Passion: Contestants feel the moment at this weekend’s World Dance Pro Am Championships. *Photos by Kageaki Smith

Passion
: Contestants feel the moment at this weekend’s World Dance Pro Am Championships. *Photos by Kageaki Smith
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The World Dance Council’s World Pro-Am Championships were held in Bermuda this weekend with dancers from all over the world showcasing their best moves. The events brought the glitz and glamour to the Fairmont Southampton on Saturday and Sunday night with amateur dancers and their professional teachers shimmying across the dance floor to the waltz, rumba, bolero, foxtrot, quick step and more. What’s more the championships are expected to return to Bermuda next year. Here are reviews from the two nights of entertainment.

 

Review / Showdance Championship Finals and Stars of Tomorrow
From rigorous and precise moves to sexy and sinuous

By B. Candace Ray

The World Pro-Am Championships provided a delightful evening of ballroom on Saturday night.

Instructors and students proved eager. Leading the performance with a standard classic, the quickstep, were professional ballroom champions, Tomasz and Frantsiska. The couple performed rigorous and precise moves for which the style is known. Frantsiska wore a ruffled teal taffeta gown, fitting for the salons of Europe from which the quickstep originated. The audience received this amazing duo with a standing ovation.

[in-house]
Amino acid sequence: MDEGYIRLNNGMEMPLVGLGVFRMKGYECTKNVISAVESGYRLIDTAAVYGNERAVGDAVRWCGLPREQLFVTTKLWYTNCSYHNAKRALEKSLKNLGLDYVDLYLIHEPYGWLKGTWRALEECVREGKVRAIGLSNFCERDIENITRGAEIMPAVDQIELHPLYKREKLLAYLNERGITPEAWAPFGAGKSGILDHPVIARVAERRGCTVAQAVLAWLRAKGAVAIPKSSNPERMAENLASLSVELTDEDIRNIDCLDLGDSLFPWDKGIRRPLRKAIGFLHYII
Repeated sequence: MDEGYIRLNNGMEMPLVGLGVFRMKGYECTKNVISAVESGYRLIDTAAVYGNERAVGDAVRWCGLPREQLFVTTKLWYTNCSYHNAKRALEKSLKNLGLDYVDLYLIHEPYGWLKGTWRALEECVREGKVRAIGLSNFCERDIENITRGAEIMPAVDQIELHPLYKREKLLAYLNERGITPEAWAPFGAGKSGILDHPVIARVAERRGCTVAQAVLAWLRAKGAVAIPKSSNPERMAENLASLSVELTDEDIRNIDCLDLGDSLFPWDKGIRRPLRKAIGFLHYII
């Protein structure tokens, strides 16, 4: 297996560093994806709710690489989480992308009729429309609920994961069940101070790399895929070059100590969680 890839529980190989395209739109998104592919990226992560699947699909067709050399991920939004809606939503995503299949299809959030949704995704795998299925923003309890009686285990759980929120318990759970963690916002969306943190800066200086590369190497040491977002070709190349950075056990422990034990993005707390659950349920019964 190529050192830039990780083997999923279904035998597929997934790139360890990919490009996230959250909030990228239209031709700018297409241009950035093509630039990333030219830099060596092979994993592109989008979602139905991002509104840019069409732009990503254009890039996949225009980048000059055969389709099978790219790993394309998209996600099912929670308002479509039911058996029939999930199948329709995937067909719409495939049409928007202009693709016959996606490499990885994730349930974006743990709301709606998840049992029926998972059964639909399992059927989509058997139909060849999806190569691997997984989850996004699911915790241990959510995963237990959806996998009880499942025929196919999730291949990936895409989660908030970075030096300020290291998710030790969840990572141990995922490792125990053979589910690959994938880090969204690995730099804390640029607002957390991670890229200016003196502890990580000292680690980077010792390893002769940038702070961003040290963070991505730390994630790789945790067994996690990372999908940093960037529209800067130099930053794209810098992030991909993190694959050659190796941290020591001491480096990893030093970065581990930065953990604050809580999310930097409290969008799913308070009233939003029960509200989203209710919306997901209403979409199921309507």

Next up were representatives of the Sabor Dance School, six-to-eight-year-old girls entertained the crowd in black leotards and colourful scarves tied about their waists. The applause was warm for this group under the direction of Bermuda’s Travis Gilbert.

The Semi-Final Round World Challenge American Rhythm competition included cha-cha, rumba, swing, bolero and mambo.

Christine and Louis Bar who placed first moved as required, her short, blue-fringed dress twitching in time to the steps. After this dance Ms Bar’s concentration was so intense she forgot to smile. She didn’t appear to be having fun.

By comparison, purple-frocked Nancy Urich and her professional partner, Ken Rodriguez who placed second exhibited grace and exactitude, even as they smiled.

In third place Kia Malone and Eddie Rivera were sexy, sinuous and smiling in their blue and silver fringe.

Solo couples performed to ballet, burlesque and rock numbers, respectively.

A haunting intro returned the professionals, Tomasz and Frantsiska to the dance floor, he in tights complemented by a jacket with double vents and she in soft, sparkly black. Her backless gown closed at the neck in an elegant circle of fabric. The music intensified until its victorious finale, characterized by beautiful lifts and smooth glides.

More solo couples interspersed the other performances — Milonga, mambo, a tango with no real attack and an unremarkable cheerleader style duo.

Professionals, Michael Dressler and Carly Goellner danced a theatrical interpretation against piano music. The smooth, elegant ballet routine had Ms. Goellner wrapped around her partner’s neck like a shawl.

The judges were Peter Bartles from Hamburg, Germany, Brian Fortuna, featured artist on Dancing With The Stars, Olga Richardson from St. Petersburg, Russia, Lukasz Rogowski from Poland and judges chair, Valerie Houseman of Florida.